Reproduced with kind permission from Times Higher Education Supplement.
Research boost will bring jobs bonanza
Europe's ambitious targets mean that research students have 'never had it so good'. Mark Rodgers reports.
Young academics will benefit from an unprecedented Europe-wide boom in research jobs, postgraduates heard at their annual national conference last week.
Research students were told that their employment prospects were the best ever - as universities and businesses struggle to fill the estimated 700,000 jobs needed to meet Europe's ambitious goals to boost research spending over the next five years.
Teresa Rees, honorary president of the National Postgraduate Committee, informed delegates at the NPC conference that the European Union's commitments to research spending would mean that "700,000 more researchers will be needed in research and development" and that "this is a good time to be doing postgraduate research".
Professor Rees, pro vice-chancellor for student/staff issues at Cardiff University, added: "If everybody who is trained in engineering, science and technology in Europe went into R&D, there still would not be enough (researchers)."
The comments could not have contrasted more with the conference's theme - "postgraduates under threat: underrepresented, underfunded, undervalued".
But they were echoed by Ian Haines, another keynote speaker and director of the Graduate School at London Metropolitan University. Speaking about EU plans to increase overall spending on R&D to 3 per cent of gross domestic product by 2010, Professor Haines said there would be "increased employability, without a doubt". He added: "There's never been a better time to be a postgraduate student."
The demand for researchers will increase pressure on universities to improve training conditions for staff, amid concerns that PhD students and fixed-term researchers are not being paid enough.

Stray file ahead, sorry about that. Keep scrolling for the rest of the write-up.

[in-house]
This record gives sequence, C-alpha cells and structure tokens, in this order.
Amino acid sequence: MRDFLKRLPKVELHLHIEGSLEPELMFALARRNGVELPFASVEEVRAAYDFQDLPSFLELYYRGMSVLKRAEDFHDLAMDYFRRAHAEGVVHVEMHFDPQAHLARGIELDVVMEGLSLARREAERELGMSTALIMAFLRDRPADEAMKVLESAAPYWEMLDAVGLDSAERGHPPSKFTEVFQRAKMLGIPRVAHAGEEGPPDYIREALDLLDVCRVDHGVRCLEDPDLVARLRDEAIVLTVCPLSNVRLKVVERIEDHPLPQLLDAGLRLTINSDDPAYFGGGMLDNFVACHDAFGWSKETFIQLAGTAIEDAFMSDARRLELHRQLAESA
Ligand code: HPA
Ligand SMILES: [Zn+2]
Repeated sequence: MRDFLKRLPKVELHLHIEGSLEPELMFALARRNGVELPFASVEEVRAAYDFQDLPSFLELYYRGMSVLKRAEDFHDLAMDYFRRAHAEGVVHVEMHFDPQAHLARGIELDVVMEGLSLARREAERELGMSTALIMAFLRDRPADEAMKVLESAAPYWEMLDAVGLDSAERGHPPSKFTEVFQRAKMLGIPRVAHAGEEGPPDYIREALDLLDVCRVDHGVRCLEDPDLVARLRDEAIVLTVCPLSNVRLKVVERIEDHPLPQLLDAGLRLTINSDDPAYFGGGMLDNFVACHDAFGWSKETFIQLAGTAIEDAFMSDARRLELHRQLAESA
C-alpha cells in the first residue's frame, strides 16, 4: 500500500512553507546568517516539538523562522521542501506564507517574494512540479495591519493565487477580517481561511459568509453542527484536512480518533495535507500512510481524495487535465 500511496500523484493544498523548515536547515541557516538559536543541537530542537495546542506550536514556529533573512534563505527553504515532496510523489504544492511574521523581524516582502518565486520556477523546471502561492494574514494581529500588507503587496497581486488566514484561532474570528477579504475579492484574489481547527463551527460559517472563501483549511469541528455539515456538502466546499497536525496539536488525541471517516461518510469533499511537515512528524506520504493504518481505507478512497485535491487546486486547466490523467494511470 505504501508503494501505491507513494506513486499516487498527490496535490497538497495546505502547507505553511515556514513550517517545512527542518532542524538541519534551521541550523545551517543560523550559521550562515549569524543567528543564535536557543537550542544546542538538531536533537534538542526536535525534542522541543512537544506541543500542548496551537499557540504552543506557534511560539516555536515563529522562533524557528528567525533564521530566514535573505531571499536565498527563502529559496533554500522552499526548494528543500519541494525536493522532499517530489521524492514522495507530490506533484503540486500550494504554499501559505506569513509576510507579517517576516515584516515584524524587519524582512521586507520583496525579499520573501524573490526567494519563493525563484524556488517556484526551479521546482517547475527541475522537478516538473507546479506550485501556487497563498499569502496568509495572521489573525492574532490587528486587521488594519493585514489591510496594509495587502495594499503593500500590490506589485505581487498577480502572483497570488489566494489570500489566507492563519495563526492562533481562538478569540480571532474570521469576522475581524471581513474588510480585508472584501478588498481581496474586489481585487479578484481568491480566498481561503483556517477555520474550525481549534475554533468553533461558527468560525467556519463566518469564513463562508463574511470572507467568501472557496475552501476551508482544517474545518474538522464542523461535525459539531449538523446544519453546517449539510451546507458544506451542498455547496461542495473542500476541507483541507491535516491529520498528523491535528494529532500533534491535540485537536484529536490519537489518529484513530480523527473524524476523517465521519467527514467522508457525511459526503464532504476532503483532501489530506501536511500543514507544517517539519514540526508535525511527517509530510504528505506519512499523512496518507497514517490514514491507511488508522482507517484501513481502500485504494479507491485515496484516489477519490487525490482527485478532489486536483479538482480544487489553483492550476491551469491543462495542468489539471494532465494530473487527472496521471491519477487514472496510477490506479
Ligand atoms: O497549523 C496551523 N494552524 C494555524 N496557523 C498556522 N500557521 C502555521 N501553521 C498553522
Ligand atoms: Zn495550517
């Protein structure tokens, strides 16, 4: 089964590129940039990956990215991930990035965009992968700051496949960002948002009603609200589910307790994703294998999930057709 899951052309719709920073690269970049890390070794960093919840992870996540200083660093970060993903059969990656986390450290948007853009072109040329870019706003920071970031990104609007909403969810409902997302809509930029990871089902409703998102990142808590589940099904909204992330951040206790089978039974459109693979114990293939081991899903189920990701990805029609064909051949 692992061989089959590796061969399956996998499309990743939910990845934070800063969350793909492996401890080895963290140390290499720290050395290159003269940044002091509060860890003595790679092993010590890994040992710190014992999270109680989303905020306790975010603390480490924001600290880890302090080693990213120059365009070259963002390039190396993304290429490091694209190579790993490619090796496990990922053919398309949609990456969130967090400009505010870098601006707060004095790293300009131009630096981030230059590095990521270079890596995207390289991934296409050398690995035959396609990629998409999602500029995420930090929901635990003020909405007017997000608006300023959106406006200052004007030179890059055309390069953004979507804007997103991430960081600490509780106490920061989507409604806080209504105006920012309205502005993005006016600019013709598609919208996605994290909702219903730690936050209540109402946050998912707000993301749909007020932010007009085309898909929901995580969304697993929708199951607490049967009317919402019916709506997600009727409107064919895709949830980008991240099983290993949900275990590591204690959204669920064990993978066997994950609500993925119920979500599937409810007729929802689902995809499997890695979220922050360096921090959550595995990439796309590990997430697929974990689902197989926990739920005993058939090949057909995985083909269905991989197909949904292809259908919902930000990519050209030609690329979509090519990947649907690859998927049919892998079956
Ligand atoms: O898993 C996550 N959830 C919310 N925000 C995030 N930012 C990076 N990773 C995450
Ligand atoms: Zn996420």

Simon Felton, general secretary of the NPC, said financial obstacles to developing a career in research remained. "The impact of debt and the limited funding support available make it a decision not to be taken lightly," he said.
Meanwhile, a report published by the research councils has revealed that despite increases in PhD stipends over recent years, senior academics are still unwittingly limiting pay for younger researchers.
Louise Ackers, author of the report, said: "For postdocs themselves there is a dilemma of wanting or needing a higher salary, and the fear of costing themselves out of a job altogether." She added: "Principal investigators want to pay their postdocs enough to retain them, but not so much that they risk losing out on getting the grant."
The report by Research Councils UK found that recent increases in postgraduate stipends to £12,000 a year and improved postdoctoral salaries have helped to recruit and retain young academic research talent across many disciplines. But there remain concerns over skills shortages in subjects such as economics, engineering and statistics.
Research councils are encouraging universities to apply for higher salaries and stipends when making grant applications